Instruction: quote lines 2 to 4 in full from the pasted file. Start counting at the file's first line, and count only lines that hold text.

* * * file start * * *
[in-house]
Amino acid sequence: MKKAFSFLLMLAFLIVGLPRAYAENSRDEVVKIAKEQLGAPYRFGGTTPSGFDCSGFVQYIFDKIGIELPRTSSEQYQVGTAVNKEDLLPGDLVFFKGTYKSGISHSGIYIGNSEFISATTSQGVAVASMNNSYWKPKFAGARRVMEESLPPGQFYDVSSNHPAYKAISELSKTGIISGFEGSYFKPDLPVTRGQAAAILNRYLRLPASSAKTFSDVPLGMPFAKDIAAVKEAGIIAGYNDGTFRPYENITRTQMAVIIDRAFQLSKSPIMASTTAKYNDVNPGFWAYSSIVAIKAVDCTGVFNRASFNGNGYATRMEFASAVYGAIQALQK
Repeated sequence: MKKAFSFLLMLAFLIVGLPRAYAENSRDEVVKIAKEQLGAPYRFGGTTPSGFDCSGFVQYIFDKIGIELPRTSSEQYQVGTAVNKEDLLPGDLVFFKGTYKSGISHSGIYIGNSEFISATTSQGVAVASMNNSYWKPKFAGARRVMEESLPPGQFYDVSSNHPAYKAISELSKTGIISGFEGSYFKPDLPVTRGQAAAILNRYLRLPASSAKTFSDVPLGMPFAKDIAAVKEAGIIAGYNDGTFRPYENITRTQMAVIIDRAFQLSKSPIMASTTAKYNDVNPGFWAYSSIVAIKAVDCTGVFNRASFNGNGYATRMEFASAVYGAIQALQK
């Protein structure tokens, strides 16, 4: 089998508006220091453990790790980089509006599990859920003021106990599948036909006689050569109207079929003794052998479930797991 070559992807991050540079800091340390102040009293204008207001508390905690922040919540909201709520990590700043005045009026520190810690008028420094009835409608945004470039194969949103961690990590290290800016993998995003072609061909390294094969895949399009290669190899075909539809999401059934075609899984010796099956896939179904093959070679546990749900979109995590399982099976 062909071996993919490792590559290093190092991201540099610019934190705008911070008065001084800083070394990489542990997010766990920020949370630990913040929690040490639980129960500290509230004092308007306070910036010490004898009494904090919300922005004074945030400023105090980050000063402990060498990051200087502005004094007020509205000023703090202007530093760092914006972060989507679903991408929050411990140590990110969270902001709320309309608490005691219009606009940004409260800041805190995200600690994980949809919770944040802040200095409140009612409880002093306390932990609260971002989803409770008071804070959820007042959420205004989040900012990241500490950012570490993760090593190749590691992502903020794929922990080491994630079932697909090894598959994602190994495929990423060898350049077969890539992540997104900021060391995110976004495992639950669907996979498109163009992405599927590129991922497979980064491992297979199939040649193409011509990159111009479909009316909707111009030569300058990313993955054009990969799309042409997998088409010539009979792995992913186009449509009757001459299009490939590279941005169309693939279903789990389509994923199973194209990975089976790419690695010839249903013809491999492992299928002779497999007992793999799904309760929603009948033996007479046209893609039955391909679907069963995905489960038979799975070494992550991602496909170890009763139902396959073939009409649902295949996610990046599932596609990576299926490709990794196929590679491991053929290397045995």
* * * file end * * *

Amino acid sequence: MKKAFSFLLMLAFLIVGLPRAYAENSRDEVVKIAKEQLGAPYRFGGTTPSGFDCSGFVQYIFDKIGIELPRTSSEQYQVGTAVNKEDLLPGDLVFFKGTYKSGISHSGIYIGNSEFISATTSQGVAVASMNNSYWKPKFAGARRVMEESLPPGQFYDVSSNHPAYKAISELSKTGIISGFEGSYFKPDLPVTRGQAAAILNRYLRLPASSAKTFSDVPLGMPFAKDIAAVKEAGIIAGYNDGTFRPYENITRTQMAVIIDRAFQLSKSPIMASTTAKYNDVNPGFWAYSSIVAIKAVDCTGVFNRASFNGNGYATRMEFASAVYGAIQALQK
Repeated sequence: MKKAFSFLLMLAFLIVGLPRAYAENSRDEVVKIAKEQLGAPYRFGGTTPSGFDCSGFVQYIFDKIGIELPRTSSEQYQVGTAVNKEDLLPGDLVFFKGTYKSGISHSGIYIGNSEFISATTSQGVAVASMNNSYWKPKFAGARRVMEESLPPGQFYDVSSNHPAYKAISELSKTGIISGFEGSYFKPDLPVTRGQAAAILNRYLRLPASSAKTFSDVPLGMPFAKDIAAVKEAGIIAGYNDGTFRPYENITRTQMAVIIDRAFQLSKSPIMASTTAKYNDVNPGFWAYSSIVAIKAVDCTGVFNRASFNGNGYATRMEFASAVYGAIQALQK
């Protein structure tokens, strides 16, 4: 089998508006220091453990790790980089509006599990859920003021106990599948036909006689050569109207079929003794052998479930797991 070559992807991050540079800091340390102040009293204008207001508390905690922040919540909201709520990590700043005045009026520190810690008028420094009835409608945004470039194969949103961690990590290290800016993998995003072609061909390294094969895949399009290669190899075909539809999401059934075609899984010796099956896939179904093959070679546990749900979109995590399982099976 062909071996993919490792590559290093190092991201540099610019934190705008911070008065001084800083070394990489542990997010766990920020949370630990913040929690040490639980129960500290509230004092308007306070910036010490004898009494904090919300922005004074945030400023105090980050000063402990060498990051200087502005004094007020509205000023703090202007530093760092914006972060989507679903991408929050411990140590990110969270902001709320309309608490005691219009606009940004409260800041805190995200600690994980949809919770944040802040200095409140009612409880002093306390932990609260971002989803409770008071804070959820007042959420205004989040900012990241500490950012570490993760090593190749590691992502903020794929922990080491994630079932697909090894598959994602190994495929990423060898350049077969890539992540997104900021060391995110976004495992639950669907996979498109163009992405599927590129991922497979980064491992297979199939040649193409011509990159111009479909009316909707111009030569300058990313993955054009990969799309042409997998088409010539009979792995992913186009449509009757001459299009490939590279941005169309693939279903789990389509994923199973194209990975089976790419690695010839249903013809491999492992299928002779497999007992793999799904309760929603009948033996007479046209893609039955391909679907069963995905489960038979799975070494992550991602496909170890009763139902396959073939009409649902295949996610990046599932596609990576299926490709990794196929590679491991053929290397045995």